Alas, my Tinkerbell light cannot be part of this luminous group of will-o’-the-wispies. Ignis fatuus can be blue, white, gold, red… but never, ever green. That puts Tink and me in a category all by ourselves. 🙂

Ignis fatuus lore is often told urban legend style, “This happened to a friend of a friend…” Have you heard such tales from a friend of a friend? What does your culture call these lights?

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Copyright 2015 The Storycrafters. All rights reserved.

SOURCES
Briggs, Katherine (1976). An Encyclopedia of Fairies: Hobgoblins, Brownies, Bogies and Other Supernatural Creatures. New York: Pantheon Books.
Guiley, Rosemary Ellen. (2007). The Encyclopedia of Ghosts and Spirits, 3rd Edition. New York, Checkmark Books.
https://globalvoicesonline.org/2008/10/06/latin-america-lore-ghosts-demons-and-frights/#
Wikipedia – will-o’-the-wisp

PHOTO CREDIT: Jeri Burns

Daily Ghost Post – S is for Slender Man

And now for something completely different… Monty Python.

Every culture has ghost stories, and some ghosts are similar from place to place. But there is one culture that people all over the world share in common – digital culture. And like off-screen cultures, this one has a ghost of its own.

SLENDERMAN’S ROOTS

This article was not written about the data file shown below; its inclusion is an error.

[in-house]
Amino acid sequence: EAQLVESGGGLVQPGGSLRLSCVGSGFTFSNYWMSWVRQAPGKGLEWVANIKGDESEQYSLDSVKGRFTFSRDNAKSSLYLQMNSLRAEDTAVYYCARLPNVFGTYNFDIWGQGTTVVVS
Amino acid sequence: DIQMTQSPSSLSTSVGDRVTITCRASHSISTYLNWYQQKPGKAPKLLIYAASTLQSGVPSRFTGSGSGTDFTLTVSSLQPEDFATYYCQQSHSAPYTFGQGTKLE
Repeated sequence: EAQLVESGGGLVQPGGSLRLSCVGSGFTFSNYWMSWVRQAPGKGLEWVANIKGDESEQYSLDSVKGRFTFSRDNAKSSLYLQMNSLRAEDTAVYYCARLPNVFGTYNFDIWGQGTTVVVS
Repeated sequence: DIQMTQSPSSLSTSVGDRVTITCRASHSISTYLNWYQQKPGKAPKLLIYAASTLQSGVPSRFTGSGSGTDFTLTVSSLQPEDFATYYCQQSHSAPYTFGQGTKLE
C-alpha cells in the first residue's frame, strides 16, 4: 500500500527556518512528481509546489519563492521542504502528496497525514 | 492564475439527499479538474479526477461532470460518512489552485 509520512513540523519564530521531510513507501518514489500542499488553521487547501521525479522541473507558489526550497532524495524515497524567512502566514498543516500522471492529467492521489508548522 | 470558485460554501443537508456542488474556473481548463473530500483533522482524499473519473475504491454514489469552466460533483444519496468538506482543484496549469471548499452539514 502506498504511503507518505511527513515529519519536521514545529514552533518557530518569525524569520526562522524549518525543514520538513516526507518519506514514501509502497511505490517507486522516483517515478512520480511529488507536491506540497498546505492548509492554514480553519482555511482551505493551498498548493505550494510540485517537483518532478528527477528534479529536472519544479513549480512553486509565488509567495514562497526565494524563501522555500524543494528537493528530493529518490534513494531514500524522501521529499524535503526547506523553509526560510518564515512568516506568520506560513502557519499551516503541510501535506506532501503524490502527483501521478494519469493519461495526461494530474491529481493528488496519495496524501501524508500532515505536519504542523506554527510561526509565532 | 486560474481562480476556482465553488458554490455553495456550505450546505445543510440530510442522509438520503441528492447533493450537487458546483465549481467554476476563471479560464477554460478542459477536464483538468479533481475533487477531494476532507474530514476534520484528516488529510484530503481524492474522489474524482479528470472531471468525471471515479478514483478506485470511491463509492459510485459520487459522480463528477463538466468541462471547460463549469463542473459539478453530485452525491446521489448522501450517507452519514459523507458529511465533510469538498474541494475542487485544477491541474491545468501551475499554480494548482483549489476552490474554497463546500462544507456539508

According to internet folklore, there is a being – an entity – that suddenly appears in cyberspace, like a ghostly apparation. It shows up in pictures, on your computer screen, or makes its presence known by interrupting the operation of your device. And also, according to the legend, it kills.

The being is called Slender Man. There is no definitive agreement about its gender, but as the name is Slender Man, I will use the conventional “he” as a pronoun even if it is not exactly accurate.

Slender Man is an internet and gaming sensation with his own mythos and Wikis, Youtube series, an academic book, and more. He is a huge deal.

Slender Man represents a cross between the oldest kind of storytelling and the newest: His meteoric rise from a comment thread in 2009 to an internet sensation happened in the old fashioned way – with stories being retold and embellished, one storyteller to another – via a new fashioned medium – the speedy, mixed media internet.

Talk about cross platform word of mouth.

Details from stories, fan fiction, and photos have been gathered together and culled into a coherent mythology. And since Slender Man was the creation of “Victor Surge” (whose real name is Eric Knudsen), these tales must be fiction… or are they? There are websites devoted to tracing Slender Man characters back in time and space across many cultures. Is it possible that he is a modern manifestation of an older folk character? Or are his folkloric roots not true folklore but fakelore? The Slender Man mythos is so deep and complex it is hard to disentangle the fiction from the meta-fiction upon which his story might be based.